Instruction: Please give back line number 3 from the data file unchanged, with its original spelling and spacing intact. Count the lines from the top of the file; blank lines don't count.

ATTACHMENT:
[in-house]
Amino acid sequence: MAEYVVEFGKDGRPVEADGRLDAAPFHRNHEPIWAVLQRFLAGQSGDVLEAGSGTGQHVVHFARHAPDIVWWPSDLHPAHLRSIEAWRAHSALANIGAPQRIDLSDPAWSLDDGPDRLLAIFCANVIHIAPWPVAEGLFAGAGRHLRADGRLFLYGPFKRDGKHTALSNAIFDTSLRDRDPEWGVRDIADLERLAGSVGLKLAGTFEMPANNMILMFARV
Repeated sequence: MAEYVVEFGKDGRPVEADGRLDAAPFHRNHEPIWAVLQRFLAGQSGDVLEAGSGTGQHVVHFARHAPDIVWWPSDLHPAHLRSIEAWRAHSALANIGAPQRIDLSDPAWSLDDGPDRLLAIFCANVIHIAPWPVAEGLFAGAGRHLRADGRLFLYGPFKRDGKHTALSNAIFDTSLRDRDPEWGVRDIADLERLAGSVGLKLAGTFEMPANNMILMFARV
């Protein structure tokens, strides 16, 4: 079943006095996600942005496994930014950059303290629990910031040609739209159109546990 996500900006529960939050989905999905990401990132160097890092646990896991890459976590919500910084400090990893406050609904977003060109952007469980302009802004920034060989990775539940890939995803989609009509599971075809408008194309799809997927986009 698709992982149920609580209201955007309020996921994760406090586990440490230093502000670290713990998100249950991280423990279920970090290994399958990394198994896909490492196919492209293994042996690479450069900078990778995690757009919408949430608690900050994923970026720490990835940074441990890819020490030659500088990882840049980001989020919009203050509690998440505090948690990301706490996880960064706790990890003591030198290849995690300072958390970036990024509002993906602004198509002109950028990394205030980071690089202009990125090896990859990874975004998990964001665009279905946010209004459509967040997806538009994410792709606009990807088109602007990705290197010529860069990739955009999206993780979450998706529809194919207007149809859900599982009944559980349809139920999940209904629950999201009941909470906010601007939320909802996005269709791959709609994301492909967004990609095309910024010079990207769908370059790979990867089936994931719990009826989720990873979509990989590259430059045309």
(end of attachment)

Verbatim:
Repeated sequence: MAEYVVEFGKDGRPVEADGRLDAAPFHRNHEPIWAVLQRFLAGQSGDVLEAGSGTGQHVVHFARHAPDIVWWPSDLHPAHLRSIEAWRAHSALANIGAPQRIDLSDPAWSLDDGPDRLLAIFCANVIHIAPWPVAEGLFAGAGRHLRADGRLFLYGPFKRDGKHTALSNAIFDTSLRDRDPEWGVRDIADLERLAGSVGLKLAGTFEMPANNMILMFARV